Jason Rushton, Australia correspondent

Massive pro-life banner greets Australian legislators for 70 days parliament in session

Jason Rushton, Australia correspondent
Jason Rushton, Australia correspondent
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MELBOURNE, March 14, 2012 (LifeSiteNews.com) - A peaceful protest has begun at the entrance to the car-park of the parliament where three years ago Australia’s most radical abortion laws were introduced. 

On each of the 70 sitting days of Victoria’s parliament this year, pro-life protesters will display a green six-foot-high banner marked with one white cross for every baby aborted since the first of January, 2012.

The unmissable banner, which due to local council regulations must be carried by volunteers at all times, will stretch along the green hedge/fence at the back of parliament house beside the car-park entrance.

“The politicians are going to have to drive past this every time they come to work for all of this year,” said David Forster, the protest organiser. “They’re going to see that banner get longer and longer and longer. Every month when they come in, there will be another 2,000 white crosses added on to it.”

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When the protest began on the 7th of February the banner spanned twenty metres, containing 2,000 white crosses and requiring five volunteers. On the last sitting day of parliament this year, it will contain 17,000 white crosses and need 35 volunteers to support it across more than 170 metres.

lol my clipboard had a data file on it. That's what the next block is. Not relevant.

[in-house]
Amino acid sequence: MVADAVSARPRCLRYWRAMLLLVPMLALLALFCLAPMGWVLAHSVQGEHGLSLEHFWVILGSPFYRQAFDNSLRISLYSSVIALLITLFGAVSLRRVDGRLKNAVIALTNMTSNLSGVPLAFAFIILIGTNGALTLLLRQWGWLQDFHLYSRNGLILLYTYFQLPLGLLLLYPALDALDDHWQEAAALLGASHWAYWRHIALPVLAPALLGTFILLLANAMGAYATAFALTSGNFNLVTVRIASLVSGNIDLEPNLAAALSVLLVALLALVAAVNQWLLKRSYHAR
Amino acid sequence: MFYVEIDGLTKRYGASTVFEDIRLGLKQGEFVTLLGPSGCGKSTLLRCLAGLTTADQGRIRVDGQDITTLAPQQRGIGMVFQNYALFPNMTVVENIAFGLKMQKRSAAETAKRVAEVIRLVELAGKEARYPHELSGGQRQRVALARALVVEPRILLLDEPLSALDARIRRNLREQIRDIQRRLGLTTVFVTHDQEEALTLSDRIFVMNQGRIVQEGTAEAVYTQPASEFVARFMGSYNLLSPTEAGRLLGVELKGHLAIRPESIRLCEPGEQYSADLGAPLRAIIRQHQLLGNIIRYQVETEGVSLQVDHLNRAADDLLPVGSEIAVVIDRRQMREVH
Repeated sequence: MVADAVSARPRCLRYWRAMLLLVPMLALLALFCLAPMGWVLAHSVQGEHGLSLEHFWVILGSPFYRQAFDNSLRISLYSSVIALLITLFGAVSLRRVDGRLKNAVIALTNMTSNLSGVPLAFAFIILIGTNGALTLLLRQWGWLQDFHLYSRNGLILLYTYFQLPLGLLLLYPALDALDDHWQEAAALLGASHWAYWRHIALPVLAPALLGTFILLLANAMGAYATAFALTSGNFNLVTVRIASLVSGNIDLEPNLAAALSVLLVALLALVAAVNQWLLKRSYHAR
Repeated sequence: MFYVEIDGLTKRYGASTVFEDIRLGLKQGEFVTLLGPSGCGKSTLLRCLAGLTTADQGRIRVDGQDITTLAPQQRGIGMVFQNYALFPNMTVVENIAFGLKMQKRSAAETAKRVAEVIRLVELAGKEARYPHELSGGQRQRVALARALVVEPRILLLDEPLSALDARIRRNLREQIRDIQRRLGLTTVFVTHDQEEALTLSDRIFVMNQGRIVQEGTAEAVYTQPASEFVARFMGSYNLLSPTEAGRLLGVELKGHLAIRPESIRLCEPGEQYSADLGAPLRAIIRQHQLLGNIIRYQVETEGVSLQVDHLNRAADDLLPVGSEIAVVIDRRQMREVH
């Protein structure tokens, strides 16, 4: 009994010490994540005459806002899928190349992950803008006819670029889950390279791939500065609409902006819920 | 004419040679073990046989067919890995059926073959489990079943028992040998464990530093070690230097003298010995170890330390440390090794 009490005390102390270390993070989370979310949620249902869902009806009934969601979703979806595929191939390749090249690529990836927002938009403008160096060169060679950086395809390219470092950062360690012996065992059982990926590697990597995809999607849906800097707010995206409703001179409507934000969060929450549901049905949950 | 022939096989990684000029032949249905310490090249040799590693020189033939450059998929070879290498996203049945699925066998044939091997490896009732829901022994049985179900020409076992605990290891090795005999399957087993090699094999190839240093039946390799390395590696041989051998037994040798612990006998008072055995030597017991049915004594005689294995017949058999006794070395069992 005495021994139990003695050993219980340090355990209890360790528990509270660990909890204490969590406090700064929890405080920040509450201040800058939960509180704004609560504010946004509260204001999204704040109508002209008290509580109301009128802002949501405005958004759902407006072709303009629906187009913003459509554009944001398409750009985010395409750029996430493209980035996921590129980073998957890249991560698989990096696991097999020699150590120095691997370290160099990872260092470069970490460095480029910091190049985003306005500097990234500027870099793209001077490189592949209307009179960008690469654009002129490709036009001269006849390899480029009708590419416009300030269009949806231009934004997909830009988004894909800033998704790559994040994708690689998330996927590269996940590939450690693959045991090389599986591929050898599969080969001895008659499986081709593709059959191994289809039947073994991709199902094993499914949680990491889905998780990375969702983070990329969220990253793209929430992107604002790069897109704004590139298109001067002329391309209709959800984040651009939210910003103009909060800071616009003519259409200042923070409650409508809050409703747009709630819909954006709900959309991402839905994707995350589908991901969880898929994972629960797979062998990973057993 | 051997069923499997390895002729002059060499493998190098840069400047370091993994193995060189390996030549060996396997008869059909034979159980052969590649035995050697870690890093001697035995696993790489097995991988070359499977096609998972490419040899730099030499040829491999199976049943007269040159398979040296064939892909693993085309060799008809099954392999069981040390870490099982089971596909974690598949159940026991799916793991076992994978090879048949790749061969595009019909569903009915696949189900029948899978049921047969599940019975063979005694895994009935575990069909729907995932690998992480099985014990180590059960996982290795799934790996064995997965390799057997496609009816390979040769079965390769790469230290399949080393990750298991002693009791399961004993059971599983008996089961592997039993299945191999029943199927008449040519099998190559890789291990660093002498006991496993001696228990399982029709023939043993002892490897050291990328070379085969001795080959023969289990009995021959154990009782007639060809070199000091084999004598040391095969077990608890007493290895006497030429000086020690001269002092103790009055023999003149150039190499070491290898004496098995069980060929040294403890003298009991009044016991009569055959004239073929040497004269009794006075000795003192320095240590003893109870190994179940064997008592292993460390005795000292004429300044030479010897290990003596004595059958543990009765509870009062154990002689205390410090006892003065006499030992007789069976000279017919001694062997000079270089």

“When you see even the 2,000 [white crosses] that we’ve got now, even our own pro-life people say, ‘Oh, it couldn’t be that many!’” said David. “A figure is a figure, but when you see the number, you think, ‘Goodness gracious, that couldn’t be happening.’”

Bernie Finn MLC, a member of the upper house of Victorian parliament, said that there has been a noticeable reaction inside parliament house to the protest. “There’s been two reactions here basically,” he said. “One from the pro-aborts and one from the pro-lifers: The pro-aborts are trying desperately to ignore the protest, the pro-lifers are having their priorities pricked, and being reminded that they should be doing a lot more about this issue.”

The number of abortions carried out in Victoria each year remains unknown. The protesters’ figure of 17,000 is a conservative estimate based on public health insurance claims.

The 2008 Abortion Law Reform Act legalized abortion in Victoria up to birth. Doctors may perform abortions up to 24 weeks gestation without any limits. After 24 weeks, the medical practitioner must consult one other doctor.

Controversially, the act denies healthcare professionals the right to conscientious objection and aims to compel them to be involved in abortion. Doctors may be prosecuted if they refuse to refer for an abortion, and along with nurses, are compelled to assist in the case of an emergency.

More than 60 amendments - including providing counseling for women, banning partial-birth abortion, mandatory reporting of suspected child/teenage sexual abuse, notifying the parent of a minor seeking an abortion, and providing anesthetic to the unborn child - were all rejected at the time the law was enacted.

Maryse Usher has been participating in the protest. “Each white cross represents a murdered child,” she said. “Our parliament has been almost totally silent on abortion since the 2008 bill was passed, so this protest is going to make politicians very uncomfortable, and it’s going to show them that this terrible slaughter that is going on in our society has not gone away.”